How Does Racial Discrimination Impact Youth of Color?
Racism negatively impacts a young person’s sense of self. As teenagers, young people establish critical aspects of their identity within the various environments, influences, and exposures that surround them. In the book “Reaching Teens,” the authors write that these forces can either build strengths or “create tension and deliver toxic levels of stress.”
Racism also attempts to lock young people of color into low expectations for their lives, the authors add. Two-thirds of Black and Latine youth attend segregated schools that often have lower budgets that impact class size, teacher qualifications, and the availability of instructional resources.
In these schools, youth of color are subject to biased perceptions of misbehavior by educators and stories that perpetuate a ‘failure narrative.’
Young People of Color Face Adverse Childhood Experiences
Racism figures among what psychologists and social workers call “adverse childhood experiences,” or ACEs. Initially considered to be related primarily to trauma that youth experience in the home, such as abuse and neglect, ACEs are now understood to include stressors that occur outside the home as well, such as community violence, living in unsafe neighborhoods, and racial discrimination.
Adverse childhood experiences, including racism, have been found to lead to physical health conditions such as heart disease, autoimmune disorders, cancer, emphysema, diabetes, and to mental health conditions such as substance use, depression, anxiety, and post-traumatic stress disorder. Racism is literally making our young people ill.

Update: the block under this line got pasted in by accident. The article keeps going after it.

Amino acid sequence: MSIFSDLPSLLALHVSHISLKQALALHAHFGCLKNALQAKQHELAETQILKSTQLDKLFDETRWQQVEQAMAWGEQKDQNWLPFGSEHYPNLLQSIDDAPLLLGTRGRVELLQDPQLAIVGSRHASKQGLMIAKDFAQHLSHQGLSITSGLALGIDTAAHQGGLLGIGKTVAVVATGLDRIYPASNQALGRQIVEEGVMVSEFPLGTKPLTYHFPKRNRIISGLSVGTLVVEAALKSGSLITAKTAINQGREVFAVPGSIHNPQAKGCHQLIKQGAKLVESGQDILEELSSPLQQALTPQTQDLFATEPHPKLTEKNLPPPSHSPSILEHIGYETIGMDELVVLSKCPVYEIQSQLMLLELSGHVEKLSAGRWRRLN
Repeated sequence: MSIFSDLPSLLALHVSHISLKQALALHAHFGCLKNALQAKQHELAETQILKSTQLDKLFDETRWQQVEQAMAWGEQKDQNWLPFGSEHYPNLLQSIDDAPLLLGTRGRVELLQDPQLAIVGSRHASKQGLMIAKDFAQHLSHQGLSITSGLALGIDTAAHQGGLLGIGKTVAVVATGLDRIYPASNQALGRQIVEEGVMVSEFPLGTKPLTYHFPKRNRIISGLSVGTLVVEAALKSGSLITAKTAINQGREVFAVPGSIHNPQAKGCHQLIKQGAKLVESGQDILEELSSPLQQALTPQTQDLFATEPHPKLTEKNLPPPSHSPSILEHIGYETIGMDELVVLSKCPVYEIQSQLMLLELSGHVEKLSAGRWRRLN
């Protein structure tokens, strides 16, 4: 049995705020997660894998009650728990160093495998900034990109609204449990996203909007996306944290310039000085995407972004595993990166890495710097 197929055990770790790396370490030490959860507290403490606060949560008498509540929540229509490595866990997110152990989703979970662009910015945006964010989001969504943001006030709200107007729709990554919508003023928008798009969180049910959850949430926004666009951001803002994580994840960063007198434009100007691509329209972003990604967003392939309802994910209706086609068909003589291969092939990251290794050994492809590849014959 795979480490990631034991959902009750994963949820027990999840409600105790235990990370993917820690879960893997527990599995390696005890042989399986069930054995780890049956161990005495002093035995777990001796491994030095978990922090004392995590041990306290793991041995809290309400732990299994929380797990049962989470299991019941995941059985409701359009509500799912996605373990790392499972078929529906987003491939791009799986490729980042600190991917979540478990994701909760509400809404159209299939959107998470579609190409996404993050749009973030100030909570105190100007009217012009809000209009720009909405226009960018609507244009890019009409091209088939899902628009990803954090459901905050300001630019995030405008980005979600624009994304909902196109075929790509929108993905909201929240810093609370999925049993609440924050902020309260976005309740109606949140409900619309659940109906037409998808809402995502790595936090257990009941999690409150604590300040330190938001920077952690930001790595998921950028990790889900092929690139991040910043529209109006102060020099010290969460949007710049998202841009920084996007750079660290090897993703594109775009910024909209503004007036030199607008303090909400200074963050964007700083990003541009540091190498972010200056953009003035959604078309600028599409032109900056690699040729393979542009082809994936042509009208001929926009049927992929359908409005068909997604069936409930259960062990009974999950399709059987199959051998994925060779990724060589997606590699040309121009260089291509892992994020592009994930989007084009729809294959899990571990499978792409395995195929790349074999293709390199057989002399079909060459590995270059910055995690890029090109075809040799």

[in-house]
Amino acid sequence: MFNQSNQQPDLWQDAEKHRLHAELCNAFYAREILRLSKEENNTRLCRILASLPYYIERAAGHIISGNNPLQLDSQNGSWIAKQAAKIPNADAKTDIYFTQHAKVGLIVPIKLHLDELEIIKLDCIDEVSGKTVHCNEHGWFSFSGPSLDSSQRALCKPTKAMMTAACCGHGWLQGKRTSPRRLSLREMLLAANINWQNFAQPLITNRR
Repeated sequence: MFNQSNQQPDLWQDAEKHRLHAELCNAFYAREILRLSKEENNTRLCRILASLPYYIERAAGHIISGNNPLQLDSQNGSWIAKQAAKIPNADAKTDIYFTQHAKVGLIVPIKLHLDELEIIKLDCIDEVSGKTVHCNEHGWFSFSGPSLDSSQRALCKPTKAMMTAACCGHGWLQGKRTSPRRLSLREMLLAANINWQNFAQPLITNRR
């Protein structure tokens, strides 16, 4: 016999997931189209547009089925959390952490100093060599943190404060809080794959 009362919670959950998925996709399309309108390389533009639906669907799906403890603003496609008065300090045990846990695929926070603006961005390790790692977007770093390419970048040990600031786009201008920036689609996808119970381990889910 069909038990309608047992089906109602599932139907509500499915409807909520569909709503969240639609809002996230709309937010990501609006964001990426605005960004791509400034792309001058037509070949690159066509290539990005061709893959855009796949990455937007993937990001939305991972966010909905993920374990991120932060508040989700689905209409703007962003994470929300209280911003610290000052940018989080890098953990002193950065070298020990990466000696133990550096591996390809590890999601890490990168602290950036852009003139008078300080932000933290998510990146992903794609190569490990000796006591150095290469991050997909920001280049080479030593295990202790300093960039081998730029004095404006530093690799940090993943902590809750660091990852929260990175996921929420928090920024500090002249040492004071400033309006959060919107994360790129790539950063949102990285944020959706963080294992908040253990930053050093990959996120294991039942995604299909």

But these negative results are not etched in stone. Research also tells us that the presence of caring adults and positive relationships are protective factors that can mitigate against the harsh effects of ACEs, including racism. With the right support system, young people of color can overcome these negative experiences and reach their full potential.
Black or African American youth had an 83% higher risk of reporting homelessness in the U.S. than white youth.
1 in 4 Hispanic and Latine children live below the poverty line in the U.S., compared to 1 in 9 white children.
A large majority of youth who come to Covenant House in the U.S. and Canada are people of color.
How Racism Influences Homelessness
Covenant House staff share their expertise and lived experience to bring light to the realities of homelessness for people of Black, Indigenous, Latinx, or Asian descent.
Understand Racial Discrimination by Region
The regions we serve are impacted by the effects of systematic racism differently, and we adapt our practices to best serve youth where they live.
How We Help Young People of Color Experiencing Homelessness
As a society, we can accompany young people of color in overcoming the traumatic effects of racism if we will all do a better job of being their allies and encouraging them.
Every young person who comes to Covenant House is met with unconditional love and absolute respect. These five principles have been informed by our youth and help to guide our our work at every Covenant House site:
We welcome all youth without judgment or conditions, meeting their immediate basic needs of food, clothing, medical attention, and a safe place to sleep, at no cost.
We acknowledge the bravery it takes for young people to walk through our doors. We offer them a welcoming and safe environment based on absolute respect, unconditional love, and relentless support, where we believe in and encourage their resilience.
We value authentic relationships, honor the voice of our youth, and model caring relationships based on trust, respect, and honesty.
We provide stability and consistency for young people to pursue their great promise.
We honor that young people hold the power to their story. Through relentless engagement we foster confidence and encourage them to believe in themselves and make informed choices about their lives.